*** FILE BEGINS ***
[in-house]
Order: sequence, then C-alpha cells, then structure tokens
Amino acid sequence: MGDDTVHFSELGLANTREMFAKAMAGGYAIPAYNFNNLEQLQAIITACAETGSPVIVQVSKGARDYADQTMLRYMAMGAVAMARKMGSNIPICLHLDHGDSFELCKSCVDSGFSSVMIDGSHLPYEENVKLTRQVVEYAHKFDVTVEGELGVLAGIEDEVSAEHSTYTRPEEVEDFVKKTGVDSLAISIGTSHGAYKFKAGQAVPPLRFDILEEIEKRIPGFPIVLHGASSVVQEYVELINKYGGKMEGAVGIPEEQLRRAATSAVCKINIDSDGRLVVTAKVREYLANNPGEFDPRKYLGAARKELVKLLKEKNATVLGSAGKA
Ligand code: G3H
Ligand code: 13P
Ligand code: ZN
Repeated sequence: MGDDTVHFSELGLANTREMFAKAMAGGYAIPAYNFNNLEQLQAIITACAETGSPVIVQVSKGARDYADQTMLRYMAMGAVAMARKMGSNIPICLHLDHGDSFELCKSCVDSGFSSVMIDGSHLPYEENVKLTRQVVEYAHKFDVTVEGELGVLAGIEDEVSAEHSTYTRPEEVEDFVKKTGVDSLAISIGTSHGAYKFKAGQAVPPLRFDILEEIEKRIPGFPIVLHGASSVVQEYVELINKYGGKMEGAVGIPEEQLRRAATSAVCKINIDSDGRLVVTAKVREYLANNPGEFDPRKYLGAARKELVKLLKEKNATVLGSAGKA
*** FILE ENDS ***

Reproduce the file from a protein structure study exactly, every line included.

[in-house]
Order: sequence, then C-alpha cells, then structure tokens
Amino acid sequence: MGDDTVHFSELGLANTREMFAKAMAGGYAIPAYNFNNLEQLQAIITACAETGSPVIVQVSKGARDYADQTMLRYMAMGAVAMARKMGSNIPICLHLDHGDSFELCKSCVDSGFSSVMIDGSHLPYEENVKLTRQVVEYAHKFDVTVEGELGVLAGIEDEVSAEHSTYTRPEEVEDFVKKTGVDSLAISIGTSHGAYKFKAGQAVPPLRFDILEEIEKRIPGFPIVLHGASSVVQEYVELINKYGGKMEGAVGIPEEQLRRAATSAVCKINIDSDGRLVVTAKVREYLANNPGEFDPRKYLGAARKELVKLLKEKNATVLGSAGKA
Ligand code: G3H
Ligand code: 13P
Ligand code: ZN
Repeated sequence: MGDDTVHFSELGLANTREMFAKAMAGGYAIPAYNFNNLEQLQAIITACAETGSPVIVQVSKGARDYADQTMLRYMAMGAVAMARKMGSNIPICLHLDHGDSFELCKSCVDSGFSSVMIDGSHLPYEENVKLTRQVVEYAHKFDVTVEGELGVLAGIEDEVSAEHSTYTRPEEVEDFVKKTGVDSLAISIGTSHGAYKFKAGQAVPPLRFDILEEIEKRIPGFPIVLHGASSVVQEYVELINKYGGKMEGAVGIPEEQLRRAATSAVCKINIDSDGRLVVTAKVREYLANNPGEFDPRKYLGAARKELVKLLKEKNATVLGSAGKA